This may seem tedious to some adults but you have to remember the level of development you are working with. Children aren’t adults in smaller form, they are still growing in mental maturity and capacity and this fact carries over into their ability to do chores.
Think of it this way: in school you weren’t just told to write a 20 page paper. First you learned the alphabet, then you learned words, then sentences, then paragraphs, then you wrote a page, and from there you kept working up to writing larger and larger page assignments. Kids need this same principle of education in learning how to clean as well.
Let Them Make Choices
Involve your kids in deciding what chores they do. Another thing that makes it difficult for kids to get their chores done is feeling like they have no choice in the matter. No one likes being forced to work. As an adult you probably do chores because, at some level, you want to—whether you’ve grown to enjoy the work or because you want the results of the work.
Giving kids a sense of choice in their chores helps them feel more motivated to do them. Involving them in choosing their chores also helps them practice making decisions and coordinating workloads with others.
Don’t Use Chores as a Punishment
One way to make your kids hate chores is to use them as a punishment for bad behaviors. If they associate helping out around the house with punishment, then you’re quite possibly setting them up to be a slob for life.
Start Younger Than You Think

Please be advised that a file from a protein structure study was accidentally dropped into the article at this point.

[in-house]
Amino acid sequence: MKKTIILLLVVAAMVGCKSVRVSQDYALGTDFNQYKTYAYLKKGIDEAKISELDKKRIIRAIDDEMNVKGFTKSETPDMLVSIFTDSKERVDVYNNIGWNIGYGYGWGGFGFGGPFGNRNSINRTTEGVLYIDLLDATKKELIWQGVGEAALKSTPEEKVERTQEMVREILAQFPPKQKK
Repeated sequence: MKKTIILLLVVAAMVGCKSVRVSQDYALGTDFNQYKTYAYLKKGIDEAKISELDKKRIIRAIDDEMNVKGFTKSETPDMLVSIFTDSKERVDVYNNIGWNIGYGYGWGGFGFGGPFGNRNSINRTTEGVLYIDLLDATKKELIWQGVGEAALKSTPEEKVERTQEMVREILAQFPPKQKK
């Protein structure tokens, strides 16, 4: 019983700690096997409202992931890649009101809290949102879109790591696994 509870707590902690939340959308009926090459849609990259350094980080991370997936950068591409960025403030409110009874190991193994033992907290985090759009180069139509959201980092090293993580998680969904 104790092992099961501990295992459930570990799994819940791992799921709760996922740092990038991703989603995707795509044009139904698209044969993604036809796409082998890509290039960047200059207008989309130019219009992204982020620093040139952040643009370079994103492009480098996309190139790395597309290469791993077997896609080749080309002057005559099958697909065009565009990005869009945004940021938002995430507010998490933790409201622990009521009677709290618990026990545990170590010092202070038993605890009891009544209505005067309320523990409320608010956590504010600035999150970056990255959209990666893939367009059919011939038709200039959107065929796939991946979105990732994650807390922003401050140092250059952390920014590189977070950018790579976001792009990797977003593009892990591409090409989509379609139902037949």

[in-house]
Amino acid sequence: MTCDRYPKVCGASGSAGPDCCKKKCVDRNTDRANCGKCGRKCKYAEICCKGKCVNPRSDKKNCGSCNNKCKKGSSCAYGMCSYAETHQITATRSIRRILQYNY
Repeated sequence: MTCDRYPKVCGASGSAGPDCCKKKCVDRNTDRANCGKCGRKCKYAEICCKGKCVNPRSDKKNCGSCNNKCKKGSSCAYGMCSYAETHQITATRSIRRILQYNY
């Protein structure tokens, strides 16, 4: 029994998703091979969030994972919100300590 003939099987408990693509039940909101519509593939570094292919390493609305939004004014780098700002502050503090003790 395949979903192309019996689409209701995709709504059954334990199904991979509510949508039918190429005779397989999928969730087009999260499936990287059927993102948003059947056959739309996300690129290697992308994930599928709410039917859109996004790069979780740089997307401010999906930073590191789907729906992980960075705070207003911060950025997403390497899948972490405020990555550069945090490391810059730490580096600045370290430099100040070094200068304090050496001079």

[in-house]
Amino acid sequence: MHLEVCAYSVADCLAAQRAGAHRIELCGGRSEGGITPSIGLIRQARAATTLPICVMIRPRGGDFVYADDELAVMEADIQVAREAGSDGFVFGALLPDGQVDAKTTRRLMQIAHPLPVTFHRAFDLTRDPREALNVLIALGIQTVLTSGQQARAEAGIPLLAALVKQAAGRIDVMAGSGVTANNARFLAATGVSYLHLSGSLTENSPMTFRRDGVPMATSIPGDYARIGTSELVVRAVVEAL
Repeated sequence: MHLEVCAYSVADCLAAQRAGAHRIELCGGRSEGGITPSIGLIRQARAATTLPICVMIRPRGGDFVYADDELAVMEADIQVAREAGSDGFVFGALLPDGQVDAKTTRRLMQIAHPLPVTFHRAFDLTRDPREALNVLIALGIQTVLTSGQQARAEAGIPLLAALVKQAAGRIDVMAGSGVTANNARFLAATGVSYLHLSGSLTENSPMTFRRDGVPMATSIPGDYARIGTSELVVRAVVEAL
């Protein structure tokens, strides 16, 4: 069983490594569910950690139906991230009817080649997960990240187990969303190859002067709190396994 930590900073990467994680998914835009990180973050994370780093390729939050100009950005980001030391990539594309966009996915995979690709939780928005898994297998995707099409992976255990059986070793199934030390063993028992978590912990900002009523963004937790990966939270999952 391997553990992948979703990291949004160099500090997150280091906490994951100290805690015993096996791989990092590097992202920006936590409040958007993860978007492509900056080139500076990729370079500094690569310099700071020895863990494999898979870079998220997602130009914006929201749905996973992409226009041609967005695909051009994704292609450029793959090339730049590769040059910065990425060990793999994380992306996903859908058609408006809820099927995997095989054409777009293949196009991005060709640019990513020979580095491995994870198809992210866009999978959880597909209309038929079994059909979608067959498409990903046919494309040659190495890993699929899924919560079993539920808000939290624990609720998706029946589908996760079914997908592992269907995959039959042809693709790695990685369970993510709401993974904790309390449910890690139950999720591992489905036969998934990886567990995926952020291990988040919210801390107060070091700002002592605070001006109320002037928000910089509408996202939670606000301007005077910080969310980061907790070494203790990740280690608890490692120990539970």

When kids are as young as 18 months they often naturally start wanting to help out around the house. This may seem very young but you should let them.
You might be tempted to scoot them away when they express interest in helping with something, because obviously they aren’t going to be very good at it. But if you take the time to include your kids in chores at a very young age, then they’ll be much more likely to have a good attitude about helping around the house as they get older.
Age Appropriate Chore Lists
Along with starting younger than you think with chores, make sure you are giving your kids age appropriate chores. It can help to have a chore list that you can work from to let you know what chores are accessible to which age groups. Below is a list of age appropriate chores that become doable for each age group:
- Put their toys and books away
- Help wipe up spills
- Let them “play clean” beside you as you clean
- Make bed
- Clean room
- Put their things away
- Fold laundry
- Set the table
- Help cook simple things
- Feed pets
- Clean room
- Do laundry
- Empty trash
- Wash dishes